stated that she 'deserved it' because she had cheated on this wrestler earlier. This teaches an adolescent that it is OK to use violence to resolve conflicts and that women deserve abusive treatment."    

Moreover, a colleague found online a 10 minute segment of footage from a WWF video showing "a woman kissing her attacker, then being body slammed from the top rope through a table.  The following scene was the woman lying motionless on the matt, medics working on her and eventually taking her to an ambulance on a stretcher.  While all of this is going on, the wrestler who did the body slam was being cheered on by thousands of fans."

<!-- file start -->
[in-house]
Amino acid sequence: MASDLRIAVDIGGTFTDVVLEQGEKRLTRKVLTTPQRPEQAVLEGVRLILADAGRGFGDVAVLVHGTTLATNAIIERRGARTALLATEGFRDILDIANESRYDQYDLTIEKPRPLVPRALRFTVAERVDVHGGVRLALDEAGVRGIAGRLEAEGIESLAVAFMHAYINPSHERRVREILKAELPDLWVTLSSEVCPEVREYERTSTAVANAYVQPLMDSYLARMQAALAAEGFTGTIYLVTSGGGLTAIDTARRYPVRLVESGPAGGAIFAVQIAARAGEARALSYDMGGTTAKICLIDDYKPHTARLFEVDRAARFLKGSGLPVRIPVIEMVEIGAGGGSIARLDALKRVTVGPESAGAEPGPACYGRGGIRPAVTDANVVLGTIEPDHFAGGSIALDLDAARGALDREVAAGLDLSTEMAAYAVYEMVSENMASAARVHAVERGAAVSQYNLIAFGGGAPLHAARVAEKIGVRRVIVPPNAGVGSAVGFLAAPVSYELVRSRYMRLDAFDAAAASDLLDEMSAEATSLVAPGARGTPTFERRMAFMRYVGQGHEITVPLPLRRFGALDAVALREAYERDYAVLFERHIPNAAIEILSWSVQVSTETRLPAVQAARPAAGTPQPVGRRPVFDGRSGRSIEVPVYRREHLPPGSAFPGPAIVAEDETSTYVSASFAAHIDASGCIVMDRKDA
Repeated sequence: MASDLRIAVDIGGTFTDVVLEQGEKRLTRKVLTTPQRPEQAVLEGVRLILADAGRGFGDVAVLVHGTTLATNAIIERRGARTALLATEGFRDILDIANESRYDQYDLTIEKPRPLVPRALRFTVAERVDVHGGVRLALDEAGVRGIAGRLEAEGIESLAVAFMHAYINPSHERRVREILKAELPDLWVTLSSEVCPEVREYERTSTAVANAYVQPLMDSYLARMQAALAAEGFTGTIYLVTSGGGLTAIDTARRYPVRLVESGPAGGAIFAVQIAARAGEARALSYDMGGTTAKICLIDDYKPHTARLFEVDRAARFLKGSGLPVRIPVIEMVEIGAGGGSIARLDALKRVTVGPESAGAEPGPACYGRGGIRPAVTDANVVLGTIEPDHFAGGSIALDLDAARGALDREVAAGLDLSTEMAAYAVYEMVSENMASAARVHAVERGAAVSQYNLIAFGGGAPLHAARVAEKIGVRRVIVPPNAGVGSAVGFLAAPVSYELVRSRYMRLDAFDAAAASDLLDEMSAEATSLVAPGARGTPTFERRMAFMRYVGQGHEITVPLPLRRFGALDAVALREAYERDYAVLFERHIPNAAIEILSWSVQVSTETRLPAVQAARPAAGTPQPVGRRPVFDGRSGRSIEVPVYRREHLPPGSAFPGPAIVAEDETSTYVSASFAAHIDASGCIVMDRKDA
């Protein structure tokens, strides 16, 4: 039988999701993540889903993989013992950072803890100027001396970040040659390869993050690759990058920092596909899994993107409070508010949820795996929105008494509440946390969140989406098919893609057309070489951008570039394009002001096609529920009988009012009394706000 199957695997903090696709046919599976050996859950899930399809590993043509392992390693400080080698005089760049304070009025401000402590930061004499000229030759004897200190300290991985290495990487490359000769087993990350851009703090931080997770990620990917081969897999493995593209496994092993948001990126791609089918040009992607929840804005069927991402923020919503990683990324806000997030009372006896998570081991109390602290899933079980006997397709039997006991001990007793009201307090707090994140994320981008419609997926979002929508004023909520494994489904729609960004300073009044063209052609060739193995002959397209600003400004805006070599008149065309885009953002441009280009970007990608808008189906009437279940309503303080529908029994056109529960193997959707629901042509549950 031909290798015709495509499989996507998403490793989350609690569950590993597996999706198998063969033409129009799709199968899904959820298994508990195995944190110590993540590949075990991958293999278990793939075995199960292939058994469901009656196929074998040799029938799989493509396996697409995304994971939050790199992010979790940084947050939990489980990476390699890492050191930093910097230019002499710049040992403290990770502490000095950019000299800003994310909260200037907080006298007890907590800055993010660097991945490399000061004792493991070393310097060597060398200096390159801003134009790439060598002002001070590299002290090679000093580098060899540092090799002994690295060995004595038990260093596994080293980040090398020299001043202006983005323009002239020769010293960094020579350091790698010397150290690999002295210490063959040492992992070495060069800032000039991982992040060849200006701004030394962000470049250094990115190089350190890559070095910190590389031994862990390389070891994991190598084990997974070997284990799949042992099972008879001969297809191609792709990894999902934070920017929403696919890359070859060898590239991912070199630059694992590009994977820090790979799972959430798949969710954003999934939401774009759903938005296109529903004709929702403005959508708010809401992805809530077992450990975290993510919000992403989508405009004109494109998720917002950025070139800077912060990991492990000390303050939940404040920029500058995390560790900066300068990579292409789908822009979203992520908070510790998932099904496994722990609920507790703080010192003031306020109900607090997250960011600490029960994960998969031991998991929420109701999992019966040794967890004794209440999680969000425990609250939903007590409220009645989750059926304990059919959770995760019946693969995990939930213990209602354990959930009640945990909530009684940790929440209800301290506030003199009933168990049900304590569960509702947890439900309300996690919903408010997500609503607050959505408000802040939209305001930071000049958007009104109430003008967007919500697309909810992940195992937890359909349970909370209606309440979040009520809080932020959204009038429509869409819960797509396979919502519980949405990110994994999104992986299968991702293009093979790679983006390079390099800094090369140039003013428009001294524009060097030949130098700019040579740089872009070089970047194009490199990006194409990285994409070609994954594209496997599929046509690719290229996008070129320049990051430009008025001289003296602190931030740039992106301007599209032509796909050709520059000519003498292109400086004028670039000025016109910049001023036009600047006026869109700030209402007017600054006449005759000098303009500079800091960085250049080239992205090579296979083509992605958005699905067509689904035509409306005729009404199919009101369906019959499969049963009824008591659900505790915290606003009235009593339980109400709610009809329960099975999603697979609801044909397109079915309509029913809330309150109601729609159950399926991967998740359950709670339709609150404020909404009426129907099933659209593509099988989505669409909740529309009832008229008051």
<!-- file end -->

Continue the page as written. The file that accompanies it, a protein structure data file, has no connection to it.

According to my research on the WWFE web site:

* WWF reaches as many as 20 million households each week.

* "Raw is War" is the #1 regularly scheduled weekly cable program.

* "SmackDown!" is UPN's #1 show, leading broadcast ratings in male teens for 30 straight weeks.

* "Sunday Night Heat" is one of the top 10 regularly scheduled weekly cable programs."

I'm sure you are familiar with basic psychology (Pavlov's dogs).  The WWF is creating an extremely strong, emotionally-charged link between sexual arousal and graphic violence.  Young boys watching these shows will be naturally aroused by the near-naked women.  Then the women are brutalized.  This is systematically training boys to respond to sexual arousal with brutality.  Consequence?  A horror story worthy of Stephen King.